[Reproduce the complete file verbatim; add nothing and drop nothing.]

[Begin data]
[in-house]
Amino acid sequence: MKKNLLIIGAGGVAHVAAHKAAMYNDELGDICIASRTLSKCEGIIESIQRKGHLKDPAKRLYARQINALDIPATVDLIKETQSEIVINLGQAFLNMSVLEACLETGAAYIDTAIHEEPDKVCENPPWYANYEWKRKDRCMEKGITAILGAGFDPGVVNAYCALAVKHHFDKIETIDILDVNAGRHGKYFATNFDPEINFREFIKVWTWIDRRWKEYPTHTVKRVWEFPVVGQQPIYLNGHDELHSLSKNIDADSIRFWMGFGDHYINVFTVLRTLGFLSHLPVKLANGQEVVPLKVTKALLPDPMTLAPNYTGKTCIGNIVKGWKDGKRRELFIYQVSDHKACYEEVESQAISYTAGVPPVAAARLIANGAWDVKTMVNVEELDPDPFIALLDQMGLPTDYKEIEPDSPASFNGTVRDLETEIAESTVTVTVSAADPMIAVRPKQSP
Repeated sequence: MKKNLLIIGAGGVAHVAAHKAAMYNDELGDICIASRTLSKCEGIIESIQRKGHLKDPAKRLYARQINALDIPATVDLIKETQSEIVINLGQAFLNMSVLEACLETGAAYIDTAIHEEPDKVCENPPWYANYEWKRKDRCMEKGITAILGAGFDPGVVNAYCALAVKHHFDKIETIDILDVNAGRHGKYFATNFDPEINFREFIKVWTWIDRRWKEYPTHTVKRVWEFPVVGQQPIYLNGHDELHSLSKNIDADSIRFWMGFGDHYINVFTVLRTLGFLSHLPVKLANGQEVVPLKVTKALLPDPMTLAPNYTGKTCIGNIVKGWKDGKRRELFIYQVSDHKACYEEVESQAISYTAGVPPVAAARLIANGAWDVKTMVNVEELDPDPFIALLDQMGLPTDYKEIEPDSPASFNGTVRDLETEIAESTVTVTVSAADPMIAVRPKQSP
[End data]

[in-house]
Amino acid sequence: MKKNLLIIGAGGVAHVAAHKAAMYNDELGDICIASRTLSKCEGIIESIQRKGHLKDPAKRLYARQINALDIPATVDLIKETQSEIVINLGQAFLNMSVLEACLETGAAYIDTAIHEEPDKVCENPPWYANYEWKRKDRCMEKGITAILGAGFDPGVVNAYCALAVKHHFDKIETIDILDVNAGRHGKYFATNFDPEINFREFIKVWTWIDRRWKEYPTHTVKRVWEFPVVGQQPIYLNGHDELHSLSKNIDADSIRFWMGFGDHYINVFTVLRTLGFLSHLPVKLANGQEVVPLKVTKALLPDPMTLAPNYTGKTCIGNIVKGWKDGKRRELFIYQVSDHKACYEEVESQAISYTAGVPPVAAARLIANGAWDVKTMVNVEELDPDPFIALLDQMGLPTDYKEIEPDSPASFNGTVRDLETEIAESTVTVTVSAADPMIAVRPKQSP
Repeated sequence: MKKNLLIIGAGGVAHVAAHKAAMYNDELGDICIASRTLSKCEGIIESIQRKGHLKDPAKRLYARQINALDIPATVDLIKETQSEIVINLGQAFLNMSVLEACLETGAAYIDTAIHEEPDKVCENPPWYANYEWKRKDRCMEKGITAILGAGFDPGVVNAYCALAVKHHFDKIETIDILDVNAGRHGKYFATNFDPEINFREFIKVWTWIDRRWKEYPTHTVKRVWEFPVVGQQPIYLNGHDELHSLSKNIDADSIRFWMGFGDHYINVFTVLRTLGFLSHLPVKLANGQEVVPLKVTKALLPDPMTLAPNYTGKTCIGNIVKGWKDGKRRELFIYQVSDHKACYEEVESQAISYTAGVPPVAAARLIANGAWDVKTMVNVEELDPDPFIALLDQMGLPTDYKEIEPDSPASFNGTVRDLETEIAESTVTVTVSAADPMIAVRPKQSP